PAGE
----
I have recieved the grades for my PhD, and the defense is yet to be done. I have a magna cum laude for the course work, and a cum laude for my dissertation. Do I have an academic career in Germany if I end up with a cum laude for the PhD? Is there any way I can salvage a magna cum laude? The defense remains. Neither of my supervisors read any of my drafts. They said that I should submit, and then gave me cum laude, which is the second-to-lowest in Germany. (There is rite, cum laude, magna cum laude, summa cum laude.)
Well, yes, but also no.
Permanent academic positions that are not professorships are relatively rare in Germany. Since most researchers want to eventually have a permanent position, it is in the interest of all long-term researchers to eventually become "berufungsfähig" (suitable for becoming a tenured associate or full professor).
The vast majority of the universities are public in Germany, and hence the laws of the respective state regulate hiring in the universities. All(?) "Landeshochschulgesetze" (law on higher education) list mandatory requirements for candidates for professor positions.
For instance, the respective law of the state of North-Rhine Westfalia (that has the largest population) states as a requirement:
besondere Befähigung zu wissenschaftlicher Arbeit, die in der Regel durch die Qualität einer Promotion nachgewiesen wird;
In English, this means that the candidate must show a substantial/remarkable/special ability to research work, which is normally indicated by the quality of the PhD. Given that PhDs are thesis-only in Germany (while the defense may also include more general questions about the field of work), this means that the PhD thesis should be particularly good and have a corresponding grade. The state of Lower Saxony has in their law that the PhD should be above average, and given that there are four passing grades, "cum laude" is probably below average.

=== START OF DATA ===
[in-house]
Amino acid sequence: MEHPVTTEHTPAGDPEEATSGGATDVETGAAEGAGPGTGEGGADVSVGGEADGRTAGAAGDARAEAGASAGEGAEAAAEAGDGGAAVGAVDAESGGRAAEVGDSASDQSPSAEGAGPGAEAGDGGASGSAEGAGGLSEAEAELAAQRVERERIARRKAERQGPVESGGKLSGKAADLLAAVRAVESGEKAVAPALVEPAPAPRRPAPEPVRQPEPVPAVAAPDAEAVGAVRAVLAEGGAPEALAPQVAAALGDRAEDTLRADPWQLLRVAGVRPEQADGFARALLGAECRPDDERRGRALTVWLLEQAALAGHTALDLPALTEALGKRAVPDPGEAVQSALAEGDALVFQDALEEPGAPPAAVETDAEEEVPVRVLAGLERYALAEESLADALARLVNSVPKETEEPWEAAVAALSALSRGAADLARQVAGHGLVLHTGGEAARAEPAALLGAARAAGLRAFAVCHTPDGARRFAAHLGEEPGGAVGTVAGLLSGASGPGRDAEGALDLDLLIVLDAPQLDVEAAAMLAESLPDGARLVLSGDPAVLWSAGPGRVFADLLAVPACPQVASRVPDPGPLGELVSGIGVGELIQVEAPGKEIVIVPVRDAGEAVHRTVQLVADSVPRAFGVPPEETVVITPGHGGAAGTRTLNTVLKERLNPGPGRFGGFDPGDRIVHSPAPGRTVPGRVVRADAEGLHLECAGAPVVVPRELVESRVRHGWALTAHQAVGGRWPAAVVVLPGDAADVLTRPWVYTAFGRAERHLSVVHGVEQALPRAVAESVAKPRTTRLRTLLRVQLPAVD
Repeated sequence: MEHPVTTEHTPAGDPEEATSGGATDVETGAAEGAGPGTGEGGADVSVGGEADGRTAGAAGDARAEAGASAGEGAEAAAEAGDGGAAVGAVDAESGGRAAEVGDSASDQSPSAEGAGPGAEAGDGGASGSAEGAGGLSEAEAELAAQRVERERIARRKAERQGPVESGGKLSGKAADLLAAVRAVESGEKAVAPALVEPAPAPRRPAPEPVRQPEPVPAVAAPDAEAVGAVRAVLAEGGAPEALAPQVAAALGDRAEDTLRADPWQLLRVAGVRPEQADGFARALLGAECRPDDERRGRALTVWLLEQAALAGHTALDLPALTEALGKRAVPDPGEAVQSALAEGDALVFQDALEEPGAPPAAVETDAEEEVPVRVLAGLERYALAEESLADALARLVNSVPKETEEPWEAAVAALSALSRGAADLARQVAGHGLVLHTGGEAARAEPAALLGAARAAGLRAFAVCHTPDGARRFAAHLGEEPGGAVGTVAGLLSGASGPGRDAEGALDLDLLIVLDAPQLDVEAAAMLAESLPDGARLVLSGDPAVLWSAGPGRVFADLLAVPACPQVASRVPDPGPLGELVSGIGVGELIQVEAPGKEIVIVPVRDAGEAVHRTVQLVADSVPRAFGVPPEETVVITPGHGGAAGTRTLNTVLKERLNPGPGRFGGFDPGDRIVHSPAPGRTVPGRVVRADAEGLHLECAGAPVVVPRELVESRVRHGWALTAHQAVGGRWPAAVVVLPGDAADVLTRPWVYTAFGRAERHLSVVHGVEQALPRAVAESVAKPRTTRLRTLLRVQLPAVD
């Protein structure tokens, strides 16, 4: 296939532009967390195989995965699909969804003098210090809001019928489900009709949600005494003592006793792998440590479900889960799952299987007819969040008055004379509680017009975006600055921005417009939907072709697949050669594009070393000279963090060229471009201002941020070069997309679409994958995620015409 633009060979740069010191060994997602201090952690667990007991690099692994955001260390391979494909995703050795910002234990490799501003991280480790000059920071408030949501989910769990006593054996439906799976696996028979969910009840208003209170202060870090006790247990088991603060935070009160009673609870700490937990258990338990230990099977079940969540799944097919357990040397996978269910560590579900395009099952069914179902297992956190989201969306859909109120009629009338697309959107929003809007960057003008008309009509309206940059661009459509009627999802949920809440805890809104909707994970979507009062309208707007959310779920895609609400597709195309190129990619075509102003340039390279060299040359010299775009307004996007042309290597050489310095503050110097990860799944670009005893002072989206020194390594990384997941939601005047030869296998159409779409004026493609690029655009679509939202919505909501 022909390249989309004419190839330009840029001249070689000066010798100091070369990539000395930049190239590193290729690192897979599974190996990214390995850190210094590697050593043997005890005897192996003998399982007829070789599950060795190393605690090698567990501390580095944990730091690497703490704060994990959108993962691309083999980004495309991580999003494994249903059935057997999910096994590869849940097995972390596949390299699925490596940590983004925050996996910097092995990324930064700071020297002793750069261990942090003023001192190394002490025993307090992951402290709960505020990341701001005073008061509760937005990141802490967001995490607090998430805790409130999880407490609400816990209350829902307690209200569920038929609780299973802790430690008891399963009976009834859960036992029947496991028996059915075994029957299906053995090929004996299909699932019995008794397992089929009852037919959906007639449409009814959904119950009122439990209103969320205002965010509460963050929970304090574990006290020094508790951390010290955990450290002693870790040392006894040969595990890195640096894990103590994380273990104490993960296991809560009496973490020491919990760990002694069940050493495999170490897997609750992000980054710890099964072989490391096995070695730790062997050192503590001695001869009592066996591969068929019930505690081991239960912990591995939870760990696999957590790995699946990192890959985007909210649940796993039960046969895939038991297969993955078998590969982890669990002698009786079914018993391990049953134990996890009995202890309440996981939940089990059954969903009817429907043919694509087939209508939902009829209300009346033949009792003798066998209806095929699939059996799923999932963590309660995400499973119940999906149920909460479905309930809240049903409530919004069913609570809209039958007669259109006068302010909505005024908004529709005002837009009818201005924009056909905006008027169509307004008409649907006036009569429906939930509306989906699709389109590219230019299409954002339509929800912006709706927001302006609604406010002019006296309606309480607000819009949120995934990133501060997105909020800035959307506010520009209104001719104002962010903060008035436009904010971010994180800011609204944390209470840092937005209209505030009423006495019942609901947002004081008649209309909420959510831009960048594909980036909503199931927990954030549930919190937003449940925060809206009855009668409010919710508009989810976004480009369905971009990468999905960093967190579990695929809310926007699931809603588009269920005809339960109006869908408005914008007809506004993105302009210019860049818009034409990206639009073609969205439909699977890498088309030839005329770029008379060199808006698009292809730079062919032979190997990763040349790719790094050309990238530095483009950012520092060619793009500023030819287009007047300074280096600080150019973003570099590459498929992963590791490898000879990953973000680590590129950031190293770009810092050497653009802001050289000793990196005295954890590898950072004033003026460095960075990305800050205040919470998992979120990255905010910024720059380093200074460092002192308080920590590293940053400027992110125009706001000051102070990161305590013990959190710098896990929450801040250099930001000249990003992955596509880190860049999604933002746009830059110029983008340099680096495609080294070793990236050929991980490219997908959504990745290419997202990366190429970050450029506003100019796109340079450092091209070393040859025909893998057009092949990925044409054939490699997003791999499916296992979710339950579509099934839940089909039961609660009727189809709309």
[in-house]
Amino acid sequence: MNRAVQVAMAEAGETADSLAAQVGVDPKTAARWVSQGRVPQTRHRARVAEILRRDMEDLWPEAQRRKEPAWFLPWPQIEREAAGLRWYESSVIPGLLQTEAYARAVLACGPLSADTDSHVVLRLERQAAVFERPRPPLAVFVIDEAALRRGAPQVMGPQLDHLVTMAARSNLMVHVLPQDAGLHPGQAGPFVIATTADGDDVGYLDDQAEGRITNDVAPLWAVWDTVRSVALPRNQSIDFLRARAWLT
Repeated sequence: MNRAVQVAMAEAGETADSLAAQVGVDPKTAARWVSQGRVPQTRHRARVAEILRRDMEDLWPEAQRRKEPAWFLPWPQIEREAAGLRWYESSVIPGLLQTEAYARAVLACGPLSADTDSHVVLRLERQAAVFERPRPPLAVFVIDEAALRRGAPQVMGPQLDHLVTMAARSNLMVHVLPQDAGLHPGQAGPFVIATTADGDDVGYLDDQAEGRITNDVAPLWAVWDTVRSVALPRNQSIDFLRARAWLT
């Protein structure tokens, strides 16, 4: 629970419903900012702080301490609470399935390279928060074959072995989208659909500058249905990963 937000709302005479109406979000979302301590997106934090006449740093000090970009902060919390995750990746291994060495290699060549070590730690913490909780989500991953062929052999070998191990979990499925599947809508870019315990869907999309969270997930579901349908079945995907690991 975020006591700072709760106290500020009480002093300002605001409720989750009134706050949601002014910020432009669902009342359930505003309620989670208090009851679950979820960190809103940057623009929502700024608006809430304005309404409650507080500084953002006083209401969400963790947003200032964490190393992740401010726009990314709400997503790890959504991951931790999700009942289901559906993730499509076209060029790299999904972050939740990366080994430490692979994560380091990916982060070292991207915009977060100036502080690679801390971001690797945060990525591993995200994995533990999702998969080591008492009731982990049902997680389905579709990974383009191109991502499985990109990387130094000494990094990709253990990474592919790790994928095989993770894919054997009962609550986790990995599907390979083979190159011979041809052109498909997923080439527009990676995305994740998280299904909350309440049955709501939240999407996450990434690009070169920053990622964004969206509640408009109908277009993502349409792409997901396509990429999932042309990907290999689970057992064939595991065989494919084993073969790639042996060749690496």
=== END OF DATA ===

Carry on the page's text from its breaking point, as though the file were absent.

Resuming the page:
Now what does should mean concretely? It means that if a hiring committee wants to hire somebody with a bad PhD thesis, they risk the overall hiring process being delayed or even canceled. There may be objections, candidates not snatching the precious professorship may sue, or the respective ministry of education may intervene or simply refuse to send the offer letter to the successful candidate. There have surely been cases of pea counting as far as the formalities of candidates to be hired are concerned in the past, and this adds to the risk. Hiring committees and universities will probably take the risk if there is a very good and demonstratable reason for why the candidate is excellent despite a bad PhD thesis, depending on their legal interpretation of the should and how much they are willing to risk it. In any case, certainly, those candidates with a good PhD thesis have a substantial head-start, and it's quite hard to catch up for candidates with a grade lower than "Magna Cum Laude".
Having said this, there are also other permanent academic positions, such as in Fraunhofer or Max Planck institutes that may or may not have similar requirement. So a Cum Laude may not be a big deal if they want you for a different reason.
I don't know the specifics of Germany, but in general an academic career doesn't depend that much on the PhD, let alone on the level of honor given to the degree.
If you apply for postdoc positions at the international level, people are unlikely to even look at the level of honor because these differ a lot by country so they do not provide a standard objective indication. Traditionally the publication track record is considered more important, and of course how well your profile fits the specifics of the job.
If you get a postdoc position and do a good job during the postdoc, nobody will care about the PhD level of honor.